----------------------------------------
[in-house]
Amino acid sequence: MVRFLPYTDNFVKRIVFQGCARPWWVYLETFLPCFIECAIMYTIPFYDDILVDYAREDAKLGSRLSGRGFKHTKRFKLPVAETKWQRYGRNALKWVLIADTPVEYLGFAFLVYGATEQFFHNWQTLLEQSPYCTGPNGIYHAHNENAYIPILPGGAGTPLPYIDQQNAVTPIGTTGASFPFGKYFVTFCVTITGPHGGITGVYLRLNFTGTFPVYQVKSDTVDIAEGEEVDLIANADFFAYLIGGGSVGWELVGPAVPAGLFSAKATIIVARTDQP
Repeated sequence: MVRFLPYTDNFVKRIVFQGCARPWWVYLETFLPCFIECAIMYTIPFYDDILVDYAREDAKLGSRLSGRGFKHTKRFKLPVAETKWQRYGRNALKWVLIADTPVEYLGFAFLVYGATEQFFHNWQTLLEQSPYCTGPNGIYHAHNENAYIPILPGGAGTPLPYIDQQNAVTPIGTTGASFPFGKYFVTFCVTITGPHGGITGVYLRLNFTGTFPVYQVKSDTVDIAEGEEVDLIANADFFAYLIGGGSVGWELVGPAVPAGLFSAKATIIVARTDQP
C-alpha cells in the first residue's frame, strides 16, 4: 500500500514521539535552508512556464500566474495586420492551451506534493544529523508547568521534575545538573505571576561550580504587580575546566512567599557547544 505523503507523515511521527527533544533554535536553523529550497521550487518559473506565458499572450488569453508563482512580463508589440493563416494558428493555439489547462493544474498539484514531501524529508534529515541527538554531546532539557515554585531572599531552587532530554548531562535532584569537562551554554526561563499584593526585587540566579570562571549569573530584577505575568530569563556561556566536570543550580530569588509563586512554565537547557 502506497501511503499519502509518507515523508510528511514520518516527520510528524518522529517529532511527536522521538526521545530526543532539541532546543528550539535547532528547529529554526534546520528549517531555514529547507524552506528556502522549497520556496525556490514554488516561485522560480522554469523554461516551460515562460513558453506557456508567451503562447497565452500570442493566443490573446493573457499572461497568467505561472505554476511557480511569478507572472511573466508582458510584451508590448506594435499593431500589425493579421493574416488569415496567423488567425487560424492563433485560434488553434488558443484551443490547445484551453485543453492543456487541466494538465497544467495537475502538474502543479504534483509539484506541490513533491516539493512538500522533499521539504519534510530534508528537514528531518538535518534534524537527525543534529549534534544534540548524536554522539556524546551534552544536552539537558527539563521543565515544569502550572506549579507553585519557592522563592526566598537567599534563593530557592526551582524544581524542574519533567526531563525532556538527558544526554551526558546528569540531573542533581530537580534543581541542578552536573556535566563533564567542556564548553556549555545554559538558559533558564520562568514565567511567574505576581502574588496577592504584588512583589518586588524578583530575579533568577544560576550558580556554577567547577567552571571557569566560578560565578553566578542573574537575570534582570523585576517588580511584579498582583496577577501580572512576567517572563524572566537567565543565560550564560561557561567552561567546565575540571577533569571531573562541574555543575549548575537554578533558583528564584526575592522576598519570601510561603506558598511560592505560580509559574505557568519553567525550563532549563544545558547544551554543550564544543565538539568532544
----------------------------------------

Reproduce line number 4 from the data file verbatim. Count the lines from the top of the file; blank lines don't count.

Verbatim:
C-alpha cells in the first residue's frame, strides 16, 4: 500500500514521539535552508512556464500566474495586420492551451506534493544529523508547568521534575545538573505571576561550580504587580575546566512567599557547544 505523503507523515511521527527533544533554535536553523529550497521550487518559473506565458499572450488569453508563482512580463508589440493563416494558428493555439489547462493544474498539484514531501524529508534529515541527538554531546532539557515554585531572599531552587532530554548531562535532584569537562551554554526561563499584593526585587540566579570562571549569573530584577505575568530569563556561556566536570543550580530569588509563586512554565537547557 502506497501511503499519502509518507515523508510528511514520518516527520510528524518522529517529532511527536522521538526521545530526543532539541532546543528550539535547532528547529529554526534546520528549517531555514529547507524552506528556502522549497520556496525556490514554488516561485522560480522554469523554461516551460515562460513558453506557456508567451503562447497565452500570442493566443490573446493573457499572461497568467505561472505554476511557480511569478507572472511573466508582458510584451508590448506594435499593431500589425493579421493574416488569415496567423488567425487560424492563433485560434488553434488558443484551443490547445484551453485543453492543456487541466494538465497544467495537475502538474502543479504534483509539484506541490513533491516539493512538500522533499521539504519534510530534508528537514528531518538535518534534524537527525543534529549534534544534540548524536554522539556524546551534552544536552539537558527539563521543565515544569502550572506549579507553585519557592522563592526566598537567599534563593530557592526551582524544581524542574519533567526531563525532556538527558544526554551526558546528569540531573542533581530537580534543581541542578552536573556535566563533564567542556564548553556549555545554559538558559533558564520562568514565567511567574505576581502574588496577592504584588512583589518586588524578583530575579533568577544560576550558580556554577567547577567552571571557569566560578560565578553566578542573574537575570534582570523585576517588580511584579498582583496577577501580572512576567517572563524572566537567565543565560550564560561557561567552561567546565575540571577533569571531573562541574555543575549548575537554578533558583528564584526575592522576598519570601510561603506558598511560592505560580509559574505557568519553567525550563532549563544545558547544551554543550564544543565538539568532544